When my editor here at Active for Life approached me to write a piece about self-care, I immediately balked. “But, I don’t DO self-care,” I thought. “I haven’t even sat down to read a whole novel since 2008!” I was, quite simply, rather panicked at the thought of writing about what I perceived to be “self-care.”
To my stressed mind, the whole concept seemed a deeply time-consuming detour from work that needed to get done and appointments that had to be kept. Identifying stressors and writing down self-care goals seemed to me, well, stressful. But, maybe I’d been adulting all wrong! Should I get on a journey of self-discovery and fill in the “step-by-step guide to creating your own personalized self-care plan” that social media ads had been waving in front of me? Maybe I needed to start journaling? Create a vision board? Or wake up earlier for a 20-minute meditation session before making the kids’ lunches and getting them off to school?
Instead, I made brownies.
Then, grabbing my camera, I headed outdoors for a walk, hoping to see the small falcon who’d been patrolling the neighbourhood from overhead.
It was then, of course—while breathing a sigh of relief at being outdoors and enjoying the cheeps and twitterings of the birds—that I realized that self-care needn’t be complicated, and I’d been doing my own version of it all along. Baking gooey treats to share with family and neighbours, cutting new trails through the forest at my parents’ farm, hiking trails for hours and scanning treetops for new-to-me birds, and evening walks with my 14-year-old to talk about life, hopes, and dreams—those were the actions keeping my anxiety manageable and my energy levels up.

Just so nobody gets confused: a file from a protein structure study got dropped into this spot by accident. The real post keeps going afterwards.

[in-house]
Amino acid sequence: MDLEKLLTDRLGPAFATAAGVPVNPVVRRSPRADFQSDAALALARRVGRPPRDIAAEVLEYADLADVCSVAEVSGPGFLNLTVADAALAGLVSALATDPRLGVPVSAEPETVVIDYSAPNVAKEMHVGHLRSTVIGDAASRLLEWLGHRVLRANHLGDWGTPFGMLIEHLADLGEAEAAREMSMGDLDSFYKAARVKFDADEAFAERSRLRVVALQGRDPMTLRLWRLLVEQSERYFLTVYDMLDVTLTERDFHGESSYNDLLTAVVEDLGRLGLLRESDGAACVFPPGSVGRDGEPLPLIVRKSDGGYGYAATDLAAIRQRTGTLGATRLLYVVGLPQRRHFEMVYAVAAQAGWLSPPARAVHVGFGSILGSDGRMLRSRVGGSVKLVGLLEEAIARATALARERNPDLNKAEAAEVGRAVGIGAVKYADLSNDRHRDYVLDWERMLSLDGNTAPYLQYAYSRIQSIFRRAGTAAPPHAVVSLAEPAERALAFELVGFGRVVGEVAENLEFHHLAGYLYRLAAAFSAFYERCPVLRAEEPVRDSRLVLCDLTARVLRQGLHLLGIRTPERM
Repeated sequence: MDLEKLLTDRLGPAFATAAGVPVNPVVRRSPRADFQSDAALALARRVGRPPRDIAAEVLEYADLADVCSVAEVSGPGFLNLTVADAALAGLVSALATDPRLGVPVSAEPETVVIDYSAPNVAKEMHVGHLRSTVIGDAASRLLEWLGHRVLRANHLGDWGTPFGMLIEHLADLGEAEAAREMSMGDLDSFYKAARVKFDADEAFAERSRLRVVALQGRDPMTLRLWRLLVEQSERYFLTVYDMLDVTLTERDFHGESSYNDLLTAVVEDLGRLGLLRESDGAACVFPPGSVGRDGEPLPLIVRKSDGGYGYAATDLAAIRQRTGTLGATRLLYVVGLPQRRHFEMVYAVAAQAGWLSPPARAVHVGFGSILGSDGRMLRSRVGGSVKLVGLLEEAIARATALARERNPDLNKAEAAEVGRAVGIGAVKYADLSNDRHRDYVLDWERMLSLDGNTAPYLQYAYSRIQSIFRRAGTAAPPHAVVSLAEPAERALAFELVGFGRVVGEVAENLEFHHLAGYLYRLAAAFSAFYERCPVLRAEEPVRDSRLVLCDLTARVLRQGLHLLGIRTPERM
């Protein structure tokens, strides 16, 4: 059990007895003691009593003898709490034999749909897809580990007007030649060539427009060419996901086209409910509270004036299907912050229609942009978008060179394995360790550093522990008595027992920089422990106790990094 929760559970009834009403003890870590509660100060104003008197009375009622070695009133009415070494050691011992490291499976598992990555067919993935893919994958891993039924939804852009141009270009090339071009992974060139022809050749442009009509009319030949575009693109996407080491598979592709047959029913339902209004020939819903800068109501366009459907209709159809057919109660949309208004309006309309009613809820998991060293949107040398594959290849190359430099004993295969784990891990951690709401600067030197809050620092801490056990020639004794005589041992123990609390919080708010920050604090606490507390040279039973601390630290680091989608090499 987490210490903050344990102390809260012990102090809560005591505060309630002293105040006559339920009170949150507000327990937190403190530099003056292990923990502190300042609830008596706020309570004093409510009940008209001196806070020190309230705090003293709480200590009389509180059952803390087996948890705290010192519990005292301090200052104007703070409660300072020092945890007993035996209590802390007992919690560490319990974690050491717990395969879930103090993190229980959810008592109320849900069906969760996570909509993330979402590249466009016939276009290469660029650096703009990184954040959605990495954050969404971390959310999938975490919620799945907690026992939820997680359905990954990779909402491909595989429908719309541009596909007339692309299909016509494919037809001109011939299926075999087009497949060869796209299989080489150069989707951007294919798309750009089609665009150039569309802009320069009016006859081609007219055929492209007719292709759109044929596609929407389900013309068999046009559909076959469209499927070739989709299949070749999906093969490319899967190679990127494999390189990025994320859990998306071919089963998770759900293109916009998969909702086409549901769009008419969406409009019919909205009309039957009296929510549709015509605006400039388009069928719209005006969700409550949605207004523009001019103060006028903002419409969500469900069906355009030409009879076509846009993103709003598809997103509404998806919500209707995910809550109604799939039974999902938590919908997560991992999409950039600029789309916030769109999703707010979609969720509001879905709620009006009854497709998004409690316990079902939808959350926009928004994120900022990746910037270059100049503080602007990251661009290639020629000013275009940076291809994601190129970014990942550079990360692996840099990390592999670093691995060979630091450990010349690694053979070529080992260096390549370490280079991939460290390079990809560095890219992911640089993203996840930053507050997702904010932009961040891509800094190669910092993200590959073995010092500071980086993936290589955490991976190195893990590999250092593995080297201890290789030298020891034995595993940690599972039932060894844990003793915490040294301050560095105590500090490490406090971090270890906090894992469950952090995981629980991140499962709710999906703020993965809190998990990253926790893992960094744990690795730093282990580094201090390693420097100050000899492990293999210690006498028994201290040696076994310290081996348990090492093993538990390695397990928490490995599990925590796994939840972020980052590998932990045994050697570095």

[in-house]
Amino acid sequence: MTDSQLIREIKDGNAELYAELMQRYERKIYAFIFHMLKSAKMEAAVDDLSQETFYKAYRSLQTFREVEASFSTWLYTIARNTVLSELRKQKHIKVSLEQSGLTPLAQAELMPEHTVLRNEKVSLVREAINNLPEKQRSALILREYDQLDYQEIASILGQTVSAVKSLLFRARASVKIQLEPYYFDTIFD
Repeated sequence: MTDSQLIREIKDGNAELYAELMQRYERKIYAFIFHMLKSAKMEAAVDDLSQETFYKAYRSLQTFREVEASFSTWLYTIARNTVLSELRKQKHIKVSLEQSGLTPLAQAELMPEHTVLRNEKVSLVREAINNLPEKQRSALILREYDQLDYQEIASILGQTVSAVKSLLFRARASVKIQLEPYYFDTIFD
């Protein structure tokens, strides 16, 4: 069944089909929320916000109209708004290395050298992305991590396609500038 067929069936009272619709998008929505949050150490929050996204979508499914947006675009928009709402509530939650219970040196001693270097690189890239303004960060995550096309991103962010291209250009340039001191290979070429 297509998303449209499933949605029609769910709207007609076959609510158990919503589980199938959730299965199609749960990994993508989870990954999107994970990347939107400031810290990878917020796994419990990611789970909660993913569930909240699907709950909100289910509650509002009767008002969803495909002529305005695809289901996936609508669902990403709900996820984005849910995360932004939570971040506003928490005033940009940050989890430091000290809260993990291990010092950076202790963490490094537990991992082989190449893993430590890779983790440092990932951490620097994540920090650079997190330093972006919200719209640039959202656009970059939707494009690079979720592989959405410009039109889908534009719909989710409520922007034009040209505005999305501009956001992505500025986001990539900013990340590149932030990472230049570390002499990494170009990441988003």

Perhaps not conventional, but I finally saw that self-care and enhancing both physical health and mental health can come in many forms, and what makes you feel the most rested and refreshed is unique to each of us.
Boost health and ease stress with an array of activities
In a Harvard EdCast podcast, Harvard lecturer, licensed psychologist, and elementary education teacher Jacqueline Zeller shared self-care ideas for educators and discussed how it’s not a one-size-fits-all approach for anyone:
Birding became one of my favourite hobbies during the early days of the COVID-19 pandemic, when the outdoors seemed the safest place to be and my mind yearned for an escape from the round-the-clock news. And I wasn’t the only one enjoying a new appreciation for our avian friends. Novice birders of all ages and experience contributed to a new record on Global Big Day, an annual bird-watching event run by the eBird program at the Cornell Lab of Ornithology, and a record number of participants took part in last year’s Great Backyard Bird Count (GBBC).
Besides helping with bird conservation, birding is good for you too, said David Bonter, the Cornell lab’s co-director at the Center for Engagement in Science and Nature, ahead of last year’s count. “The GBBC is about the birds, but it’s also about the people. It’s clear from scientific studies that getting outdoors or connecting with nature—even watching or listening to birds from home—does people a lot of good.”